More than a decade after its enactment, tens of millions of people nationwide rely on coverage options created through the Affordable Care Act of 2010 (ACA). The law has survived multiple court challeges at the U.S. Supreme Court and repeated attempts by Republicans in Congress to repeal it. Subsequent legislation has scaled back some aspects of the law and expanded others, including by the COVID-19 relief bill, the American Response Plan Act of 2021. This page highlights relevant analysis about the ACA and proposed and enacted changes to it..
For information about ACA Marketplace Open Enrollment, including fact sheets and 300+ FAQs, visit our collection of resources on Understanding Health Insurance.
Featured Affordable Care Act Resources
A summary of 10 of the major health coverage and financing provisions of the current Build Back Better Act, with discussion of the potential implications for people and the federal budget.
Related Affordable Care Act Resources
In this Policy Watch we explore the potential impact of the expiration of the American Rescue Plan Act’s enhanced financial help and new eligibility for the Affordable Care Act’s health insurance Marketplace federal subsidies. While the COVID-19 relief legislation passed earlier this year provides greater subsidy assistance through 2022, Democrats in Congress are currently considering making the temporary federal help permanent or extending it as part of their planned budget reconciliation legislation.
A new Kaiser Family Foundation analysis of short-term, limited duration health plans for sale through two major national online brokers finds big gaps in the benefits they offer. Through an executive order and proposed new regulations, the Trump Administration is seeking to encourage broader use of short-term, limited duration health…
Multiple studies over the last five years find that the Affordable Care Act’s Medicaid expansion has increased health coverage, affordability, and access to care while producing budget savings for states and reductions in uncompensated care costs for hospitals and clinics, according to a KFF review of more than 300 studies…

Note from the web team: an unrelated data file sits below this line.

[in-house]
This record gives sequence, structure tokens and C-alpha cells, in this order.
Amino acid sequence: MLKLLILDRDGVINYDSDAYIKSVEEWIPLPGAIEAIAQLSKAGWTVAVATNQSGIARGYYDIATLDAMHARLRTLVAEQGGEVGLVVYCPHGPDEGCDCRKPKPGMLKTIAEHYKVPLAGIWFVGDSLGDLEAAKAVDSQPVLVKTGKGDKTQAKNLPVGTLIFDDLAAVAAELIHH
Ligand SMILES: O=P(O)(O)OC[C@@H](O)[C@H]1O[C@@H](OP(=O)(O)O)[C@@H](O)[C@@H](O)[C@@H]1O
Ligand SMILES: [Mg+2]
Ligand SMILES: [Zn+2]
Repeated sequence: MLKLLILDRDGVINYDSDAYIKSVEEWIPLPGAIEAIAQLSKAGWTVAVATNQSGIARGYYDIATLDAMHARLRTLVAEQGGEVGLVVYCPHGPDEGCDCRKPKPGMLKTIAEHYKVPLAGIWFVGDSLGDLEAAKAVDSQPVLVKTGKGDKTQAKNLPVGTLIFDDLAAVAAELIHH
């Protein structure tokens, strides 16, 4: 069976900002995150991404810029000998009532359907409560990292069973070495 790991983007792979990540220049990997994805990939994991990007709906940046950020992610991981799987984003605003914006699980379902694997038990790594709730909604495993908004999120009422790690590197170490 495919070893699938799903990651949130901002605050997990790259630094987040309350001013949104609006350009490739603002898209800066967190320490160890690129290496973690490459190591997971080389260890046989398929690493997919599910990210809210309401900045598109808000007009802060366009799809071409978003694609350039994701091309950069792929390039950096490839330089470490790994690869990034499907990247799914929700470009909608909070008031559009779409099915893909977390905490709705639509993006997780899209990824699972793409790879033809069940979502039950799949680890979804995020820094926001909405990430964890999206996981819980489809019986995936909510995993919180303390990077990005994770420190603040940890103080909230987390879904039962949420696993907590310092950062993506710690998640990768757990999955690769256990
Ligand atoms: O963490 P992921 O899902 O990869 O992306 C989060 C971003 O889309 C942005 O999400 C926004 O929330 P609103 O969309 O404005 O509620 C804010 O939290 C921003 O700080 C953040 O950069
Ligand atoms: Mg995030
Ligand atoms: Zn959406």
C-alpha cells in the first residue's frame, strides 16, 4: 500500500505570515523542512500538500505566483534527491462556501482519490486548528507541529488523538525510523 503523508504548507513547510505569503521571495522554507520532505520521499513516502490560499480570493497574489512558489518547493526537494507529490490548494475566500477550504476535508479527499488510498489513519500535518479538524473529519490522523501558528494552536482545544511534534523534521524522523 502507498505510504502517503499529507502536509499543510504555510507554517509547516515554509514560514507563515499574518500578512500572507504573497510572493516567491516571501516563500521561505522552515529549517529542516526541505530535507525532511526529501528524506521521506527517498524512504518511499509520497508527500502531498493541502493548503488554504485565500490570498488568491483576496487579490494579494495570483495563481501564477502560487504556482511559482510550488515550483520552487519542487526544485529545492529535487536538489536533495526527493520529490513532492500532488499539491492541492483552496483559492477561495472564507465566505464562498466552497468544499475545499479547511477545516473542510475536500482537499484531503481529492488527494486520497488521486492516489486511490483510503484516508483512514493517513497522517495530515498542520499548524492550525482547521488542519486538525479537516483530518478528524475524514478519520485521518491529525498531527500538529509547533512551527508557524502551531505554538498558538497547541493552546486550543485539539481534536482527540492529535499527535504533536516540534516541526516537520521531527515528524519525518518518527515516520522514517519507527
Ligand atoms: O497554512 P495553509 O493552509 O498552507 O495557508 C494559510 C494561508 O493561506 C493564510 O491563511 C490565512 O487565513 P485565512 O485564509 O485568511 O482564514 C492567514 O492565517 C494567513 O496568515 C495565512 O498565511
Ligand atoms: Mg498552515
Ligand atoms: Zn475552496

The latest KFF Health Tracking Poll probes Democrats’ views about the general approaches to expanding health coverage and lowering costs put forward by the candidates. Most Democrats and Democratic-leaning independents (55%) say they prefer a candidate who would build on the Affordable Care Act to achieve those goals. Fewer (40%)…
KFF’s Tricia Neuman’s testimony before the U.S. House Committee on Ways and Means on June 12, 2019 describes a range of proposals to broaden health insurance coverage and make health care more affordable, the similarities and differences among them, and the policy choices and trade-offs that could have significant implications for coverage and costs.
In an Axios column, Drew Altman discusses how this election year health isn’t a single issue — but several — and Joe Biden has the edge over President Trump on all of them, even as opposition to the ACA remains popular with Trump’s base.
In this perspective published by the Washington Post, KFF Executive Vice President for Health Policy Larry Levitt explains why the popular Affordable Care Act provisions that ensure people with pre-existing conditions can access affordable health insurance can’t easily be preserved if other related provisions are overturned.
This post examines the Affordable Care Act’s impact 10 years after its enactment and how its provisions, especially those that expand coverage opportunities, could address the health threat and economic upheaval caused by the coronavirus pandemic.
With unemployment claims rising amid the COVID-19 crisis, this post examines options for people who lose job-based coverage and steps policymakers could take to smooth their transitions.
Fielded from March 25-30, this poll tracks how the rapidly unfolding coronavirus (COVID19) pandemic is affecting Americans, including health and economic impacts to date and worries about the future. This poll also examines the implications of the pandemic on the 2020 presidential election, including favorability of the ACA, Medicare-for-all and a public option.
Medicaid, the provider of health insurance coverage for about one in five Americans and the largest payer for long-term care services in the community and nursing homes, continues to be a key part of health policy debates at the federal and state level. Key Medicaid issues to watch in 2020 include: Medicaid expansion developments; Section 1115 waiver activity; enrollment and spending trends; benefits, payment and delivery system reforms, and the implications of the 2020 elections.